SW Legal studies in Business

Minnesota Law Does Not Govern Insurance Dispute Over Out-of-State Accident
Description Minnesota high court held that, in an accident involving a Minnesota resident who was injured by a Nebraska resident in an accident in Nevada, where both parties had insurance from their respective states, the Nebraska insurer was not subject to Minnesota law with respect to the issue of whether it had to indemnify the Minnesota insurer for the payments it made to its policyholder.
Topic Insurance
Key Words No-Fault Insurance; Indemnity
C A S E   S U M M A R Y
Facts Anderson, a Minnesota resident insured by State Farm, was injured in an accident when he was driving in Nevada and was rear-ended by a truck owned by Hollis Trucking of Nebraska. Hollis was insured by Great SW Legal Casualty, which is licensed to do business both in Minnesota and Nebraska. Under Minnesota's No Fault Act, State Farm paid Anderson's medical expenses and lost wages of $43,000, and then sought indemnity from Great SW Legal. Minnesota law requires insurers to arbitrate such matters, but Great SW Legal refused to submit to arbitration. State Farm sued. Great SW Legal contended that Nevada law, not Minnesota law, governed the matter, so it was not obligated to arbitrate. The trial court held that Minnesota law governed and that Great SW Legal had to indemnify State Farm. The appeals court affirmed. Great SW Legal appealed.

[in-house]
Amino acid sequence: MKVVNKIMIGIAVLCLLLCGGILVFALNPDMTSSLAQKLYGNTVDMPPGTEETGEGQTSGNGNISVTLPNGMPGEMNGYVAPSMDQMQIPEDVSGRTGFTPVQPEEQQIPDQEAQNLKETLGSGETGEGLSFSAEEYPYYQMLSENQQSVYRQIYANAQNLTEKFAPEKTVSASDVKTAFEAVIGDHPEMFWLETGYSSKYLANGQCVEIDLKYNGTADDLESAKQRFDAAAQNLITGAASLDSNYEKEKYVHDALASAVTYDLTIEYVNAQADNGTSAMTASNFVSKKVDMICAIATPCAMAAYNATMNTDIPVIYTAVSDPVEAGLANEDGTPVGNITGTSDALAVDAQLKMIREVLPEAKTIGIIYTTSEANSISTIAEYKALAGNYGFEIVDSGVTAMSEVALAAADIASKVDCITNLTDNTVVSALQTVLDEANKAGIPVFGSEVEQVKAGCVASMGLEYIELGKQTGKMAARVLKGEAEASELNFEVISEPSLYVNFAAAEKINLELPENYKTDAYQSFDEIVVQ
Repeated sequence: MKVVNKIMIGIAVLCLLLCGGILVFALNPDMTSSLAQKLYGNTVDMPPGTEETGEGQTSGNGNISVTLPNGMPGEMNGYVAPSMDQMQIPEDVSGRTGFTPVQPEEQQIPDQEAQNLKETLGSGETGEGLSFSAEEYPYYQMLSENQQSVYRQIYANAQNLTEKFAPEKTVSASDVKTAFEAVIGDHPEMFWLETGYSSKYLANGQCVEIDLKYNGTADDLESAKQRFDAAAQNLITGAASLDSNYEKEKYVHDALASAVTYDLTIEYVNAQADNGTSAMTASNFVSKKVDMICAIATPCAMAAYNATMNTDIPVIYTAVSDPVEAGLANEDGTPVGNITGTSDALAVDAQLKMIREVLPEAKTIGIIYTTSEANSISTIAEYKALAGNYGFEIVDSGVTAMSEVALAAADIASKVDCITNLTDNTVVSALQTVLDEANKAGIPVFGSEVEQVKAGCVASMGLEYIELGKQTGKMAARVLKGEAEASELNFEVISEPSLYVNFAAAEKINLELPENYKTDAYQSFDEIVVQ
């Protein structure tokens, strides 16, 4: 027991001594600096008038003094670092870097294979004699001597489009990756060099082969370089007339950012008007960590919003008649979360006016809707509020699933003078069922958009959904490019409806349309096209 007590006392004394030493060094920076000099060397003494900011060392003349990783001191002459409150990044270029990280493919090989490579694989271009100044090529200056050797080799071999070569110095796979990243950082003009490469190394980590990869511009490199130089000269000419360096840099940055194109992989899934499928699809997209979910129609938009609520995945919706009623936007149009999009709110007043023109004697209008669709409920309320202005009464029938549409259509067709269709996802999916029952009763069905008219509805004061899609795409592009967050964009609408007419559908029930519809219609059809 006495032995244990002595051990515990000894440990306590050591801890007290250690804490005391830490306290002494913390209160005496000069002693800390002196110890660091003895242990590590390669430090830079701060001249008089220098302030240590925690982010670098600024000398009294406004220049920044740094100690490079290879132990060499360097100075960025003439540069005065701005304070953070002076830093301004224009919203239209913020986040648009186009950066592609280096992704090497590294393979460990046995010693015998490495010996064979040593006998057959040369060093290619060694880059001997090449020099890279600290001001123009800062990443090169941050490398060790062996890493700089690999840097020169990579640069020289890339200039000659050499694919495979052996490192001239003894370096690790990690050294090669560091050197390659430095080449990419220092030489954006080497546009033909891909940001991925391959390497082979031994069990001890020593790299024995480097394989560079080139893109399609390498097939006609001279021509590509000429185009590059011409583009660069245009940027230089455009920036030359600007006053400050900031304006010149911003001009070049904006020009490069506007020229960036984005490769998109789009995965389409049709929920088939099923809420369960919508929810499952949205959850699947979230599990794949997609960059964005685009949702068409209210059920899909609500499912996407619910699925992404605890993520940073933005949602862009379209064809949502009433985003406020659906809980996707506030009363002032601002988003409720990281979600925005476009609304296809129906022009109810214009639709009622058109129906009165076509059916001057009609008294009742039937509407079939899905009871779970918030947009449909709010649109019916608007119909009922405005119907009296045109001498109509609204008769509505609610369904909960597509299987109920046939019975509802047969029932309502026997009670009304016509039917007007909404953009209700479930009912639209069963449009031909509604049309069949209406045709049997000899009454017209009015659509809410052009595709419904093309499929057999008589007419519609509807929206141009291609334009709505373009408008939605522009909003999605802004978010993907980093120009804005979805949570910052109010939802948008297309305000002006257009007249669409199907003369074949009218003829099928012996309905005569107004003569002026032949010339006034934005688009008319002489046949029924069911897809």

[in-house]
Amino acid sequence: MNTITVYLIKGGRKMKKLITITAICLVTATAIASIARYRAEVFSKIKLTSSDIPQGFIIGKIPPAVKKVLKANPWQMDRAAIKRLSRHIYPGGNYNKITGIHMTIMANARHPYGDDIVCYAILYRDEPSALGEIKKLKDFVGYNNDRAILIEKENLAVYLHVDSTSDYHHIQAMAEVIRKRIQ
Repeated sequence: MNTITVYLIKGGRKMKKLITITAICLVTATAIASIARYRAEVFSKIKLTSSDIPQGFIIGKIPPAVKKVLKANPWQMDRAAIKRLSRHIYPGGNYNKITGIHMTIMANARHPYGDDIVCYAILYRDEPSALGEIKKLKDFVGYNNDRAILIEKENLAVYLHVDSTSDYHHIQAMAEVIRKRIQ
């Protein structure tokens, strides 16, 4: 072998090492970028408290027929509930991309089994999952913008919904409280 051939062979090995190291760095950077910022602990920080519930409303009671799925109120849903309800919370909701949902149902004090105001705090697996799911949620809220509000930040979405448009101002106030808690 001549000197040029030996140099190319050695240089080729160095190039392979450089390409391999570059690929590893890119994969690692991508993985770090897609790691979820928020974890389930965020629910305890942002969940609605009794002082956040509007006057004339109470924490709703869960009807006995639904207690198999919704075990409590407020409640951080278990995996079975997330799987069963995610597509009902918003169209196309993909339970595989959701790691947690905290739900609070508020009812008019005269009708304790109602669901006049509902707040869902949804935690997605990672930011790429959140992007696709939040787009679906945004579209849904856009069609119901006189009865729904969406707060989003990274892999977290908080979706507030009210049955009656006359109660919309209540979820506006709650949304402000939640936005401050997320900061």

Decision Reversed. Great SW Legal, a Nebraska company, has no duty under the No-Fault Automobile Insurance Act to indemnify State Farm, the Minnesota policyholder's obligor. Out-of-state insurers are protected from the unreasonable burden of adjusting premiums based on the unpredictable likelihood that they will be required to indemnify a Minnesota insurer even where the insured was not involved in an accident in Minnesota and did not contract for a Minnesota insurance policy. The Great SW Legal policy was issued in Nebraska to a policyholder involved in an accident in Nevada. Minnesota law does not govern the matter. Furthermore, had the entire matter occurred in Minnesota, under the no-fault rule, Great SW Legal would not have had to indemnify State Farm.
Citation State Farm Mutual Automobile Insurance Co. v. Great SW Legal Casualty Co., 623 N.W.2d 894 (Sup. Ct., Minn., 2001)

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